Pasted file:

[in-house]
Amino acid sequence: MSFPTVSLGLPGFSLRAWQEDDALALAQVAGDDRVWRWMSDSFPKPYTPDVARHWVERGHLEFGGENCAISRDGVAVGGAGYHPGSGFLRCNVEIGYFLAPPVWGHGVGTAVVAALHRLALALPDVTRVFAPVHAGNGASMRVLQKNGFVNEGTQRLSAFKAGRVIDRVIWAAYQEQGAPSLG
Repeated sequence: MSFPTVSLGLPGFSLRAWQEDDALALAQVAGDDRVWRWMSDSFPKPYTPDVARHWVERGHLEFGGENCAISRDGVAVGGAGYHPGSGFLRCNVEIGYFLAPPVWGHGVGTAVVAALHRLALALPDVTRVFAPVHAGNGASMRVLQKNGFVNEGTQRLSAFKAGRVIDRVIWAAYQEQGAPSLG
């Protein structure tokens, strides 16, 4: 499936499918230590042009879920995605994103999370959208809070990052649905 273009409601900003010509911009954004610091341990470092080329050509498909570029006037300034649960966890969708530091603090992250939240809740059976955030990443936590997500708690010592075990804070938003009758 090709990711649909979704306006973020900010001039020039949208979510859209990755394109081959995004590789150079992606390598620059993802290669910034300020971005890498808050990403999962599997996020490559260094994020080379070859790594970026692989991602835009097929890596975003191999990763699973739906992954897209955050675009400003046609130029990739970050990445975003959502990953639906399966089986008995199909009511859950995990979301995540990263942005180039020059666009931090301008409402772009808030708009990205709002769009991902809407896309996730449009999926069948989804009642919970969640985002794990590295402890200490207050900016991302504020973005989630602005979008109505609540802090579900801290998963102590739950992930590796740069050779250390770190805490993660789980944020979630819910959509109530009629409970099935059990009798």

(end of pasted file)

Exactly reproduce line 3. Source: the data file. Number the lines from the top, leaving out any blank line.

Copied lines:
Repeated sequence: MSFPTVSLGLPGFSLRAWQEDDALALAQVAGDDRVWRWMSDSFPKPYTPDVARHWVERGHLEFGGENCAISRDGVAVGGAGYHPGSGFLRCNVEIGYFLAPPVWGHGVGTAVVAALHRLALALPDVTRVFAPVHAGNGASMRVLQKNGFVNEGTQRLSAFKAGRVIDRVIWAAYQEQGAPSLG